Last month, Canada’s telecom regulator, the CRTC, issued its final decision in a lengthy battle over the rates that independent Internet providers pay for wholesale access to the broadband networks run by big incumbents such as Bell and Rogers. The Commission slashed previous rates and made its decision retroactive, an approach that sparked anger and lawsuits from the incumbents who are now in Canadian courts seeking to overturn the ruling and stop it from taking effect. Meanwhile, several Canadian independent ISPs wasted no time in responding to the decision, dropping their consumer prices and neatly illustrating the impact of lower rates and more competition. George Burger, one of the founders of vMedia and a frequent commentator on Canadian telecom issues, joined me on the podcast to discuss the decision and the state of competition for Canadian Internet services.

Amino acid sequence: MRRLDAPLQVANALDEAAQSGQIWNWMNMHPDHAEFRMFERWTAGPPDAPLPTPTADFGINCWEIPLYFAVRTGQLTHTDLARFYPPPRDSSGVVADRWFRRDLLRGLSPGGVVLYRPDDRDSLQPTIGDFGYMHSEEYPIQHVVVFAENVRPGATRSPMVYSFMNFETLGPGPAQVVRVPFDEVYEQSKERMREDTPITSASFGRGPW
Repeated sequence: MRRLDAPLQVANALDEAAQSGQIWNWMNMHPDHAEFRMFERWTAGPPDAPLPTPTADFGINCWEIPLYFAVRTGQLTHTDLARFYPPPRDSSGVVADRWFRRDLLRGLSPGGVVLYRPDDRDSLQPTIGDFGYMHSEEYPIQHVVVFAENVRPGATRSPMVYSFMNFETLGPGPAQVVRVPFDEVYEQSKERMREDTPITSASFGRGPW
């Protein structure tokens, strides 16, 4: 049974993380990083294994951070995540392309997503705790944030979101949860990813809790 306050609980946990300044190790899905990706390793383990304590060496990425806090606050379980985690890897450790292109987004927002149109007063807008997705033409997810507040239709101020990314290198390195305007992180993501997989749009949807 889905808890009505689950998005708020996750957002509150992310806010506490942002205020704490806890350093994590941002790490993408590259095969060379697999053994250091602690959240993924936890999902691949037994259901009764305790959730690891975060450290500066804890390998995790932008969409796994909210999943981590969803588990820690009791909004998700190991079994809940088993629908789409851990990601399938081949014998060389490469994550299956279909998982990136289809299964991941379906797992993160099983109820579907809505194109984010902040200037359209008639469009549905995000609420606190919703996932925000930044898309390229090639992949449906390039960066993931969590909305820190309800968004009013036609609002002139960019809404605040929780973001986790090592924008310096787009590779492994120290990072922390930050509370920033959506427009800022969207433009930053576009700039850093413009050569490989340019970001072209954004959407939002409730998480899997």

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The LawBytes Podcast, Episode 25: The CRTC Decision on Competitive Internet Pricing – A Conversation With George Burger
September 23, 2019 — Comments are Disabled — Podcasts
Episode 52: Fair Dealing for Film Makers – Bob Tarantino on the Copyright Implications of the Room Full of Spoons Case
by Michael Geist
May 19, 2020
May 11, 2020
April 27, 2020
- Privacy and Zambonis in the Age of COVID-19: My Ian Kerr Memorial Lecture
- The LawBytes Podcast, Episode 52: Fair Dealing for Film Makers – Bob Tarantino on the Copyright Implications of the Room Full of Spoons Case
- The LawBytes Podcast, Episode 51: Canada’s Urban-Rural Broadband Divide – Josh Tabish on CIRA’s Internet Performance Data
- Why “Taking On” Google and Facebook Isn’t the Cure for the Media Sector’s Ills
- The LawBytes Podcast, Episode 50: Ariel Katz on the Long-Awaited York University v. Access Copyright Ruling